Implementing a Custom ConnectionString Installer for Setup


MSBuild is supposed to be powerful. However, its integration into Visual Studio does not seem intuitive. Sometimes, changing the simplest things—like the text that shows up on the opening screen of the install—seems to be challenging.

MSBuild has a lot of potential, and the integration in .NET is confusing, so I think. However, adding custom actions lets you do just about anything you want to do. One of the things that you might want to do is let the user define the database connection, and if you are security conscious—and we all should be—you might want to encrypt that connection string. In this article, you will define a setup project with a custom action that lets the user define the connection string using the Data Links dialog and encrypts that connection string using RSA encryption.

Creating a Simple Database Project

The database project is used in this case to test the correct functioning of the setup project. Listing 1 contains a very simple console application that consumes the encrypted connection string of the setup project. The database console application reads the connection string, opens the database, and checks the state of the connection. Assuming the setup performed correctly, the database state should be open. Here is the sample database application.

Listing 1: A sample application that tests the correct deployment of the encrypted connection string.

Imports System.Data
Imports System.Data.SqlClient
Imports System.Configuration

Module Module1
   Sub Main()
      Using connection As _
         New SqlConnection(My.MySettings.Default.MyConnectionString)
         Console.WriteLine(connection.State = ConnectionState.Open)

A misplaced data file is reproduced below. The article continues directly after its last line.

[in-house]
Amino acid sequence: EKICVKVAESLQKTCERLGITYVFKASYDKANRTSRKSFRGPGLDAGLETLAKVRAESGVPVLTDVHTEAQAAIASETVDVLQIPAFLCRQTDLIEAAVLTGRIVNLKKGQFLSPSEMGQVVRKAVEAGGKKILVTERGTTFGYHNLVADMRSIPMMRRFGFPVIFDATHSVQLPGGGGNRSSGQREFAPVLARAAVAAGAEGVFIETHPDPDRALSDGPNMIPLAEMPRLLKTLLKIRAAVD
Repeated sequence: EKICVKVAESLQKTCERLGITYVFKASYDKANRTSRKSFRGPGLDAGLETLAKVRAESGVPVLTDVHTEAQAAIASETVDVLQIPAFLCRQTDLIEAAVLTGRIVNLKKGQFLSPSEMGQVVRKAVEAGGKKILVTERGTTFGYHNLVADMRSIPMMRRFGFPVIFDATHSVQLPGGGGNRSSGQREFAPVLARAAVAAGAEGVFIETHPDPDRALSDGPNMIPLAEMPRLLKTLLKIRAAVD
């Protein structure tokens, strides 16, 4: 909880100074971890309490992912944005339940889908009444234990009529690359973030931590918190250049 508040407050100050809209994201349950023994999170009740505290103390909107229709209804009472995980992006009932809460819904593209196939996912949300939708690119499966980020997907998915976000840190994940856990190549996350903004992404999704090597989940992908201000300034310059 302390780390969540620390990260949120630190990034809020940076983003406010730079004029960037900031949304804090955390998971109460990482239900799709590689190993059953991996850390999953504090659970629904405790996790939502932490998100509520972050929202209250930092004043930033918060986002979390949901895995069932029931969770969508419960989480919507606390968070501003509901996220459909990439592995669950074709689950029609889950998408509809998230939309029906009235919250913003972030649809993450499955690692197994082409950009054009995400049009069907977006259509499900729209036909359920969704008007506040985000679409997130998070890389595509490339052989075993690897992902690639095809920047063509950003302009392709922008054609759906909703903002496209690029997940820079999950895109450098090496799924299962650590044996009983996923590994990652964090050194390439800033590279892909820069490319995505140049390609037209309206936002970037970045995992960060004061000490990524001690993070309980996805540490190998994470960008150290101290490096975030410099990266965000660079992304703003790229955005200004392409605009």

End Using
   End Sub
End Module

Adding an Application Connection String

You can use the Visual Studio properties editor to define the connection string referred to (in Listing 1 as My.MySettings.Default.MyConnectionString). The connection string property referred to in the sample application is the same value you want to write in the setup project. To add a connection string in the settings editor (shown in Figure 1), follow the steps listed next:

  • Click the Project|appname Properties menu item.
  • Click the Settings tab (see Figure 1).
  • In the Name field type "MyConnectionString".
  • In the Type column select "(Connection string)".
  • In the Scope column, select Application.
  • In the Value column click the button with the ellipses and use the Connection Properties dialog (see Figure 2) to define the connection string

Figure 1: Use the Settings tab to define a connection string.

Figure 2: The connections property dialog supports defining a connection string.

Reading the Connection String from MySettings

When you set a connection string in the Properties|Settings tab, you can read this value with My.MySettings.Default.settingsname. In the example, the settingsname part is the value provided, MyConnectionString. (Refer to Listing 1 for an example that demonstrates using the My feature and accessing connection strings.)

Connecting to a Database